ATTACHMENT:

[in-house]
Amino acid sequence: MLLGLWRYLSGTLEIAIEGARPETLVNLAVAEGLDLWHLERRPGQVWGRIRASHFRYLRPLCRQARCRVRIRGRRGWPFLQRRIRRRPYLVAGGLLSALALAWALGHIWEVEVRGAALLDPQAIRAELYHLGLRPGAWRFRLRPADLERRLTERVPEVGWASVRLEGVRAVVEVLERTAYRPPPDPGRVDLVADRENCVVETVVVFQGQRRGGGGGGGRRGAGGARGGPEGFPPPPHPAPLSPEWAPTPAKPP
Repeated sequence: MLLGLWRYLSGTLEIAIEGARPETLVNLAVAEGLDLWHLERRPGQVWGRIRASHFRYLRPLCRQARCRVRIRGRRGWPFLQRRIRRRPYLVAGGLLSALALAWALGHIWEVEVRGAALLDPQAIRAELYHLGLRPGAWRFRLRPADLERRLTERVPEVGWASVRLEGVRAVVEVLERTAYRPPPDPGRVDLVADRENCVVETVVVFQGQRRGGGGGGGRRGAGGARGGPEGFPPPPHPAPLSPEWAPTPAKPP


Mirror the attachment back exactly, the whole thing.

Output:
[in-house]
Amino acid sequence: MLLGLWRYLSGTLEIAIEGARPETLVNLAVAEGLDLWHLERRPGQVWGRIRASHFRYLRPLCRQARCRVRIRGRRGWPFLQRRIRRRPYLVAGGLLSALALAWALGHIWEVEVRGAALLDPQAIRAELYHLGLRPGAWRFRLRPADLERRLTERVPEVGWASVRLEGVRAVVEVLERTAYRPPPDPGRVDLVADRENCVVETVVVFQGQRRGGGGGGGRRGAGGARGGPEGFPPPPHPAPLSPEWAPTPAKPP
Repeated sequence: MLLGLWRYLSGTLEIAIEGARPETLVNLAVAEGLDLWHLERRPGQVWGRIRASHFRYLRPLCRQARCRVRIRGRRGWPFLQRRIRRRPYLVAGGLLSALALAWALGHIWEVEVRGAALLDPQAIRAELYHLGLRPGAWRFRLRPADLERRLTERVPEVGWASVRLEGVRAVVEVLERTAYRPPPDPGRVDLVADRENCVVETVVVFQGQRRGGGGGGGRRGAGGARGGPEGFPPPPHPAPLSPEWAPTPAKPP